Build back better – and bolder: five new truths about leadership

Written by Ann Francke OBE Tuesday 23 March 2021
One year on from the first UK national lockdown, a lot has changed in how we manage and lead. These are my five big learnings
Ann Francke OBE

In 1942, in the depths of World War II, the economist William Beveridge produced the famous Beveridge Report. In it, he said that Britain needed to conquer ‘five giants on the road to reconstruction’. These were: want, disease, ignorance, squalor and idleness.

These issues sound a bit old-fashioned today but there was no doubting Beveridge’s ambition. His report was the foundation of the modern welfare state.

In the UK we’re marking the one-year anniversary of the first national lockdown, and I believe we need a similarly bold vision today. Leaders and managers have been tested like never before during the Coronavirus pandemic. Many have shown exemplary leadership, inspiring their people through traumatic times; at other times leaders have fallen short, including right now when we see national governments failing to cooperate over the vaccine supplies.

If we aim to build back better – and bolder – I think that we all need to get our heads around these five new truths about leadership:

  1. The Covid-19 pandemic has accelerated the adoption of digital technologies. McKinsey reckons that we’ve seen seven years of digital progress in one year in many organisations (the proportion of digital or digitally enabled products in their portfolios). This transformation is here to stay, and all leaders need to factor it into their thinking.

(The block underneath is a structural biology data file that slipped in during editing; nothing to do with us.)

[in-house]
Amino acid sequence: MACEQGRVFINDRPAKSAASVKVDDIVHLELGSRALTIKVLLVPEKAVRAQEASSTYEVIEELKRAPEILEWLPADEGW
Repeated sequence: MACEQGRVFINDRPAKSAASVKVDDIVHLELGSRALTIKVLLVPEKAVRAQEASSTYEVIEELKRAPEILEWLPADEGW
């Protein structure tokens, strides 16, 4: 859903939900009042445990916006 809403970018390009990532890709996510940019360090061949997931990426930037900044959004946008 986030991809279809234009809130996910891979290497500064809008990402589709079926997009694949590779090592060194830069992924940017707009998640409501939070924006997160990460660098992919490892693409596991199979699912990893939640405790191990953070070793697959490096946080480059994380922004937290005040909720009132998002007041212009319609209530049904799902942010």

2. Covid-19 has taken a huge toll on people’s mental, physical and financial health. So the human face of management and leadership has become more and more important. CMI highlighted this in our Management Transformed report in 2020. Managers need to look out for their people’s well-being; think about how you communicate, how you check in. Show empathy. Listen. Try to understand what other people are going through.
  3. On a positive note, the pandemic has shown the resilience of the human spirit. Think about how fast vaccines have been developed. We've compressed that process into less than a year – incredible! We’ve also seen people and companies pivoting and adapting. And teams achieving things they never thought possible. We need to hang onto that learning.
    I also believe that we’ll see the resilience of economies as they open up and when people are allowed back out. When I talk to business leaders, large and small, many say they’re expecting a big upswing when we come out of this.
  4. Many people and businesses have suffered terribly in the pandemic. Millions of people have lost their jobs and their livelihoods. The pandemic has also shown that there’s a widening inequality that disproportionately affects women, young people and minority populations. The UN and World Economic Forum have warned that the pandemic is a huge setback to gender equality. As we build back better, we have to put diversity and inclusivity front and centre of our plans, especially if we're relying on industries like green energy and digital where  women and minorities have typically been underrepresented.
  5. Finally, we have to be prepared and to learn lessons faster. Just look at the response to the pandemic in Asia. They’d experienced SARS previously and they were prepared for this. In the west, we weren't. We didn't have the supply chains. We didn't listen to the science. We didn't have test and trace. In Asia they immediately donned masks and took the pandemic seriously. And they've lost far fewer lives as a result.

Right now, all the experts are saying that we must be prepared for climate change. Are we going to make the same mistakes again, or are we going to act now and be prepared?


You can read our Covid-19 related articles and resources on our Leading Through Uncertainty hub.

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